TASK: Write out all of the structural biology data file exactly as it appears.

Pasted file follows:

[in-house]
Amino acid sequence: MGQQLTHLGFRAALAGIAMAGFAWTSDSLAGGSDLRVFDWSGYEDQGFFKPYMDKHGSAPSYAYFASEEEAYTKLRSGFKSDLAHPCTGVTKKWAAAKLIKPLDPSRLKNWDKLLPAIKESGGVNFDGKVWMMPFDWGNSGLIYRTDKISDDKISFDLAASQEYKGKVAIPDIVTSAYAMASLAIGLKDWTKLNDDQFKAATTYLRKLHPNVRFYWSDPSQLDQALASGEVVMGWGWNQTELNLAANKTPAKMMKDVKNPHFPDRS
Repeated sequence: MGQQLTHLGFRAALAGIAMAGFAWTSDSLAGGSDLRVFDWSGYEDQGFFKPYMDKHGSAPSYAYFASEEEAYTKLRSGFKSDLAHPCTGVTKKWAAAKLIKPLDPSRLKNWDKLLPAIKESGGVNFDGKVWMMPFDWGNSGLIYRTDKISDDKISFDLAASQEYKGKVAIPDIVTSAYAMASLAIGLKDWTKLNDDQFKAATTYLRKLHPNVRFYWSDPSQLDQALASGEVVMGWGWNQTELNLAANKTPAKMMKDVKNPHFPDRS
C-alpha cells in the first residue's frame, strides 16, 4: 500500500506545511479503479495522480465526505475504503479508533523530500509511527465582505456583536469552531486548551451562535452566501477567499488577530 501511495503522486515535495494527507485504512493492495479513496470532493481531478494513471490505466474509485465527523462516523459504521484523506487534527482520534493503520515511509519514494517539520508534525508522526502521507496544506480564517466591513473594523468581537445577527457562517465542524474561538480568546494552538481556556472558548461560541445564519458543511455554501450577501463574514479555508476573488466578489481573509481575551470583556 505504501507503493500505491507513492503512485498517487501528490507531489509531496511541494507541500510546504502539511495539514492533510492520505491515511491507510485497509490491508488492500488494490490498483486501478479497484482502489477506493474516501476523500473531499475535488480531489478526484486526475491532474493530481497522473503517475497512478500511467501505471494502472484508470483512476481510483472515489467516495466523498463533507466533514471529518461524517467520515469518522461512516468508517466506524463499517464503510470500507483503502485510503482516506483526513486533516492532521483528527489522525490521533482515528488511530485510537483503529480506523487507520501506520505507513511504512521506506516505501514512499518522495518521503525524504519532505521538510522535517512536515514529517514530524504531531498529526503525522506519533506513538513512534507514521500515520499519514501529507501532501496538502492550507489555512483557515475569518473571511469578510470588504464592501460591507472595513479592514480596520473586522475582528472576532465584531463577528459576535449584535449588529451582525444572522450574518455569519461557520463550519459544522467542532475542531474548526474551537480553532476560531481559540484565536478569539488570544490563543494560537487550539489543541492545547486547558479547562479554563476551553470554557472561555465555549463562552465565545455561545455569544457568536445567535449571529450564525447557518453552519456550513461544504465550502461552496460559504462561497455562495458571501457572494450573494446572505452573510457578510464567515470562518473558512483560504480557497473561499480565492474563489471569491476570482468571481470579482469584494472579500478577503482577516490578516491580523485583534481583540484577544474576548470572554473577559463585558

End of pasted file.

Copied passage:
[in-house]
Amino acid sequence: MGQQLTHLGFRAALAGIAMAGFAWTSDSLAGGSDLRVFDWSGYEDQGFFKPYMDKHGSAPSYAYFASEEEAYTKLRSGFKSDLAHPCTGVTKKWAAAKLIKPLDPSRLKNWDKLLPAIKESGGVNFDGKVWMMPFDWGNSGLIYRTDKISDDKISFDLAASQEYKGKVAIPDIVTSAYAMASLAIGLKDWTKLNDDQFKAATTYLRKLHPNVRFYWSDPSQLDQALASGEVVMGWGWNQTELNLAANKTPAKMMKDVKNPHFPDRS
Repeated sequence: MGQQLTHLGFRAALAGIAMAGFAWTSDSLAGGSDLRVFDWSGYEDQGFFKPYMDKHGSAPSYAYFASEEEAYTKLRSGFKSDLAHPCTGVTKKWAAAKLIKPLDPSRLKNWDKLLPAIKESGGVNFDGKVWMMPFDWGNSGLIYRTDKISDDKISFDLAASQEYKGKVAIPDIVTSAYAMASLAIGLKDWTKLNDDQFKAATTYLRKLHPNVRFYWSDPSQLDQALASGEVVMGWGWNQTELNLAANKTPAKMMKDVKNPHFPDRS
C-alpha cells in the first residue's frame, strides 16, 4: 500500500506545511479503479495522480465526505475504503479508533523530500509511527465582505456583536469552531486548551451562535452566501477567499488577530 501511495503522486515535495494527507485504512493492495479513496470532493481531478494513471490505466474509485465527523462516523459504521484523506487534527482520534493503520515511509519514494517539520508534525508522526502521507496544506480564517466591513473594523468581537445577527457562517465542524474561538480568546494552538481556556472558548461560541445564519458543511455554501450577501463574514479555508476573488466578489481573509481575551470583556 505504501507503493500505491507513492503512485498517487501528490507531489509531496511541494507541500510546504502539511495539514492533510492520505491515511491507510485497509490491508488492500488494490490498483486501478479497484482502489477506493474516501476523500473531499475535488480531489478526484486526475491532474493530481497522473503517475497512478500511467501505471494502472484508470483512476481510483472515489467516495466523498463533507466533514471529518461524517467520515469518522461512516468508517466506524463499517464503510470500507483503502485510503482516506483526513486533516492532521483528527489522525490521533482515528488511530485510537483503529480506523487507520501506520505507513511504512521506506516505501514512499518522495518521503525524504519532505521538510522535517512536515514529517514530524504531531498529526503525522506519533506513538513512534507514521500515520499519514501529507501532501496538502492550507489555512483557515475569518473571511469578510470588504464592501460591507472595513479592514480596520473586522475582528472576532465584531463577528459576535449584535449588529451582525444572522450574518455569519461557520463550519459544522467542532475542531474548526474551537480553532476560531481559540484565536478569539488570544490563543494560537487550539489543541492545547486547558479547562479554563476551553470554557472561555465555549463562552465565545455561545455569544457568536445567535449571529450564525447557518453552519456550513461544504465550502461552496460559504462561497455562495458571501457572494450573494446572505452573510457578510464567515470562518473558512483560504480557497473561499480565492474563489471569491476570482468571481470579482469584494472579500478577503482577516490578516491580523485583534481583540484577544474576548470572554473577559463585558